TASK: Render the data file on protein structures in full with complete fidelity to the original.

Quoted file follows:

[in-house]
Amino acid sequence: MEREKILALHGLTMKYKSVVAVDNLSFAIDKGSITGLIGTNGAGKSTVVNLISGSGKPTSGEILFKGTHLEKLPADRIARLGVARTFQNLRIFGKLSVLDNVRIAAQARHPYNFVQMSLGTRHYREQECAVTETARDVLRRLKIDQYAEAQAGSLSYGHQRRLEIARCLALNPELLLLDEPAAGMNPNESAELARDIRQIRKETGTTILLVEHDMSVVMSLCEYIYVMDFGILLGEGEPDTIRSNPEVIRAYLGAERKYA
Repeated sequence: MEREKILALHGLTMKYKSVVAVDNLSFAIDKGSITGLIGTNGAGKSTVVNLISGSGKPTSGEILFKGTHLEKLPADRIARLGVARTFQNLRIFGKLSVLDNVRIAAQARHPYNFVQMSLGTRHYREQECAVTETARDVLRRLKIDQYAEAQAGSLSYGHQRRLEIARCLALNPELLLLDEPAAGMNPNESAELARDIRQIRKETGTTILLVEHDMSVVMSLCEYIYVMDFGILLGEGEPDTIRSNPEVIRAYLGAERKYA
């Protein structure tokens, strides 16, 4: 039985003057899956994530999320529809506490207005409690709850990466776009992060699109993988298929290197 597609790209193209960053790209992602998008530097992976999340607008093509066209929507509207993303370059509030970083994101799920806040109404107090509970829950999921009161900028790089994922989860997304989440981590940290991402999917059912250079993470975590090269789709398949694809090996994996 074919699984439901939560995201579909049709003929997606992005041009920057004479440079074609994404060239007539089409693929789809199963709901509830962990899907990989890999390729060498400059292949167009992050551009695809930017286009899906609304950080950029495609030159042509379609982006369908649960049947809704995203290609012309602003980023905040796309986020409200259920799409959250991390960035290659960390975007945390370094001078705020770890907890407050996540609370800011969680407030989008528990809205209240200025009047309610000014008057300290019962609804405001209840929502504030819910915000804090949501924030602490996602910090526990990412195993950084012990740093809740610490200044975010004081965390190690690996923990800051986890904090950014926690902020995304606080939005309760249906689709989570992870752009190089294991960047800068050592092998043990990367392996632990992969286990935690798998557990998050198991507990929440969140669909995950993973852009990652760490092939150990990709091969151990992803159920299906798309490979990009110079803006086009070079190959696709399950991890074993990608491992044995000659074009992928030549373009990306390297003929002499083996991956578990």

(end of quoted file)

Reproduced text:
[in-house]
Amino acid sequence: MEREKILALHGLTMKYKSVVAVDNLSFAIDKGSITGLIGTNGAGKSTVVNLISGSGKPTSGEILFKGTHLEKLPADRIARLGVARTFQNLRIFGKLSVLDNVRIAAQARHPYNFVQMSLGTRHYREQECAVTETARDVLRRLKIDQYAEAQAGSLSYGHQRRLEIARCLALNPELLLLDEPAAGMNPNESAELARDIRQIRKETGTTILLVEHDMSVVMSLCEYIYVMDFGILLGEGEPDTIRSNPEVIRAYLGAERKYA
Repeated sequence: MEREKILALHGLTMKYKSVVAVDNLSFAIDKGSITGLIGTNGAGKSTVVNLISGSGKPTSGEILFKGTHLEKLPADRIARLGVARTFQNLRIFGKLSVLDNVRIAAQARHPYNFVQMSLGTRHYREQECAVTETARDVLRRLKIDQYAEAQAGSLSYGHQRRLEIARCLALNPELLLLDEPAAGMNPNESAELARDIRQIRKETGTTILLVEHDMSVVMSLCEYIYVMDFGILLGEGEPDTIRSNPEVIRAYLGAERKYA
């Protein structure tokens, strides 16, 4: 039985003057899956994530999320529809506490207005409690709850990466776009992060699109993988298929290197 597609790209193209960053790209992602998008530097992976999340607008093509066209929507509207993303370059509030970083994101799920806040109404107090509970829950999921009161900028790089994922989860997304989440981590940290991402999917059912250079993470975590090269789709398949694809090996994996 074919699984439901939560995201579909049709003929997606992005041009920057004479440079074609994404060239007539089409693929789809199963709901509830962990899907990989890999390729060498400059292949167009992050551009695809930017286009899906609304950080950029495609030159042509379609982006369908649960049947809704995203290609012309602003980023905040796309986020409200259920799409959250991390960035290659960390975007945390370094001078705020770890907890407050996540609370800011969680407030989008528990809205209240200025009047309610000014008057300290019962609804405001209840929502504030819910915000804090949501924030602490996602910090526990990412195993950084012990740093809740610490200044975010004081965390190690690996923990800051986890904090950014926690902020995304606080939005309760249906689709989570992870752009190089294991960047800068050592092998043990990367392996632990992969286990935690798998557990998050198991507990929440969140669909995950993973852009990652760490092939150990990709091969151990992803159920299906798309490979990009110079803006086009070079190959696709399950991890074993990608491992044995000659074009992928030549373009990306390297003929002499083996991956578990």